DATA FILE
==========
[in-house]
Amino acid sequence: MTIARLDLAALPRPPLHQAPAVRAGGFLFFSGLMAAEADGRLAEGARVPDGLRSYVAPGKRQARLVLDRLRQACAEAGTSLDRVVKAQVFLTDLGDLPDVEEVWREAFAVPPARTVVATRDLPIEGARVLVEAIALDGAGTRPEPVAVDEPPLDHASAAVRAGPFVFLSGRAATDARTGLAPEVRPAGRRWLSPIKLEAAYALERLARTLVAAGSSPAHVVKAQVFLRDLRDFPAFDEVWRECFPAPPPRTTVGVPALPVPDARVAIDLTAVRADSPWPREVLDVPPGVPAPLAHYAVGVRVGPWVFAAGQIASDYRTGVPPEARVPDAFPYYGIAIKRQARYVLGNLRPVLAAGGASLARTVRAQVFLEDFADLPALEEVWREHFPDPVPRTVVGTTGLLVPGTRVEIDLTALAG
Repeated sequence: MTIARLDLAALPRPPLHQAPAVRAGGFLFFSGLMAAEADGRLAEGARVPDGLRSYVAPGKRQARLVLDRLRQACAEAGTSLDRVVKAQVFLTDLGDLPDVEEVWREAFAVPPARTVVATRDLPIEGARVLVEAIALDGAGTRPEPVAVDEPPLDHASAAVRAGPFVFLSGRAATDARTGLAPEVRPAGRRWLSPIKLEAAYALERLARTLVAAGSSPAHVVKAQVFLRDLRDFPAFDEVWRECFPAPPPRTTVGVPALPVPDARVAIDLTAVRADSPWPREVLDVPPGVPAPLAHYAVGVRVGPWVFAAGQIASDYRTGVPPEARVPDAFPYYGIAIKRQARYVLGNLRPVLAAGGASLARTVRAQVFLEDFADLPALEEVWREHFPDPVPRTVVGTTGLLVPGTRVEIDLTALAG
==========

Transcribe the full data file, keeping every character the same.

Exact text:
[in-house]
Amino acid sequence: MTIARLDLAALPRPPLHQAPAVRAGGFLFFSGLMAAEADGRLAEGARVPDGLRSYVAPGKRQARLVLDRLRQACAEAGTSLDRVVKAQVFLTDLGDLPDVEEVWREAFAVPPARTVVATRDLPIEGARVLVEAIALDGAGTRPEPVAVDEPPLDHASAAVRAGPFVFLSGRAATDARTGLAPEVRPAGRRWLSPIKLEAAYALERLARTLVAAGSSPAHVVKAQVFLRDLRDFPAFDEVWRECFPAPPPRTTVGVPALPVPDARVAIDLTAVRADSPWPREVLDVPPGVPAPLAHYAVGVRVGPWVFAAGQIASDYRTGVPPEARVPDAFPYYGIAIKRQARYVLGNLRPVLAAGGASLARTVRAQVFLEDFADLPALEEVWREHFPDPVPRTVVGTTGLLVPGTRVEIDLTALAG
Repeated sequence: MTIARLDLAALPRPPLHQAPAVRAGGFLFFSGLMAAEADGRLAEGARVPDGLRSYVAPGKRQARLVLDRLRQACAEAGTSLDRVVKAQVFLTDLGDLPDVEEVWREAFAVPPARTVVATRDLPIEGARVLVEAIALDGAGTRPEPVAVDEPPLDHASAAVRAGPFVFLSGRAATDARTGLAPEVRPAGRRWLSPIKLEAAYALERLARTLVAAGSSPAHVVKAQVFLRDLRDFPAFDEVWRECFPAPPPRTTVGVPALPVPDARVAIDLTAVRADSPWPREVLDVPPGVPAPLAHYAVGVRVGPWVFAAGQIASDYRTGVPPEARVPDAFPYYGIAIKRQARYVLGNLRPVLAAGGASLARTVRAQVFLEDFADLPALEEVWREHFPDPVPRTVVGTTGLLVPGTRVEIDLTALAG